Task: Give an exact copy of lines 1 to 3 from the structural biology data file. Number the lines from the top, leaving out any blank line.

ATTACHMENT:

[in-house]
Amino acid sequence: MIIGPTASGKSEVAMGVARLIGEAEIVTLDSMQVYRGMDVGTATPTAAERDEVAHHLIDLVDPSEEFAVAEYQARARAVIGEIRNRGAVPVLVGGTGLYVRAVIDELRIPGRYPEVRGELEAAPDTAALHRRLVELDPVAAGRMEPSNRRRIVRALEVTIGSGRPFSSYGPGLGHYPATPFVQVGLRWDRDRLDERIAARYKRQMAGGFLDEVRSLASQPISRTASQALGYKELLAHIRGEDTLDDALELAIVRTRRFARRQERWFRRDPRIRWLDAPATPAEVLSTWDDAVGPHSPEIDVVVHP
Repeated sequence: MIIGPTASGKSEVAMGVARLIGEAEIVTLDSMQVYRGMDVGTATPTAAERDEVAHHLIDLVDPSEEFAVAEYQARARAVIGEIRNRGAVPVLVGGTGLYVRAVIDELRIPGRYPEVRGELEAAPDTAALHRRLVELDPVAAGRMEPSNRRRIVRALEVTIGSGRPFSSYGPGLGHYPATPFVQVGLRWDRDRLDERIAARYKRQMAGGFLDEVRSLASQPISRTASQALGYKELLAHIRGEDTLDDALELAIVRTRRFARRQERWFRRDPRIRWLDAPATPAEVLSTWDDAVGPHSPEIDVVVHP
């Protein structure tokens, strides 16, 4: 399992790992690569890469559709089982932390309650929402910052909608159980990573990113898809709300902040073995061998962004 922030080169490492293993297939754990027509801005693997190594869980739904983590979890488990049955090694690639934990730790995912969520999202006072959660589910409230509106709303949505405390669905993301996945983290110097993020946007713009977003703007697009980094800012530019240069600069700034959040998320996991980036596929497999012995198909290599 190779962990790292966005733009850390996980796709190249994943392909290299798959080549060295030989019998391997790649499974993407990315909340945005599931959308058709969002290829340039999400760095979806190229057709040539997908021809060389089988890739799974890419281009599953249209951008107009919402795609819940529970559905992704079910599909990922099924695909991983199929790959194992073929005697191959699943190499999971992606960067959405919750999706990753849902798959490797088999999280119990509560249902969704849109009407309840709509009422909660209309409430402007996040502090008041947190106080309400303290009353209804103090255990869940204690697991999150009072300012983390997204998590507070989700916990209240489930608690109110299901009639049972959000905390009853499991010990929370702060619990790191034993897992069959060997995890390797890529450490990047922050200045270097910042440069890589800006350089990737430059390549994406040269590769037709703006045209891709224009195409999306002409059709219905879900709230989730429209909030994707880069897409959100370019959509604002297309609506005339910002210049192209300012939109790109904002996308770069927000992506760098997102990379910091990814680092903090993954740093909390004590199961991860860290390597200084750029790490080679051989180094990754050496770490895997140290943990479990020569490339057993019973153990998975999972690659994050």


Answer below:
[in-house]
Amino acid sequence: MIIGPTASGKSEVAMGVARLIGEAEIVTLDSMQVYRGMDVGTATPTAAERDEVAHHLIDLVDPSEEFAVAEYQARARAVIGEIRNRGAVPVLVGGTGLYVRAVIDELRIPGRYPEVRGELEAAPDTAALHRRLVELDPVAAGRMEPSNRRRIVRALEVTIGSGRPFSSYGPGLGHYPATPFVQVGLRWDRDRLDERIAARYKRQMAGGFLDEVRSLASQPISRTASQALGYKELLAHIRGEDTLDDALELAIVRTRRFARRQERWFRRDPRIRWLDAPATPAEVLSTWDDAVGPHSPEIDVVVHP
Repeated sequence: MIIGPTASGKSEVAMGVARLIGEAEIVTLDSMQVYRGMDVGTATPTAAERDEVAHHLIDLVDPSEEFAVAEYQARARAVIGEIRNRGAVPVLVGGTGLYVRAVIDELRIPGRYPEVRGELEAAPDTAALHRRLVELDPVAAGRMEPSNRRRIVRALEVTIGSGRPFSSYGPGLGHYPATPFVQVGLRWDRDRLDERIAARYKRQMAGGFLDEVRSLASQPISRTASQALGYKELLAHIRGEDTLDDALELAIVRTRRFARRQERWFRRDPRIRWLDAPATPAEVLSTWDDAVGPHSPEIDVVVHP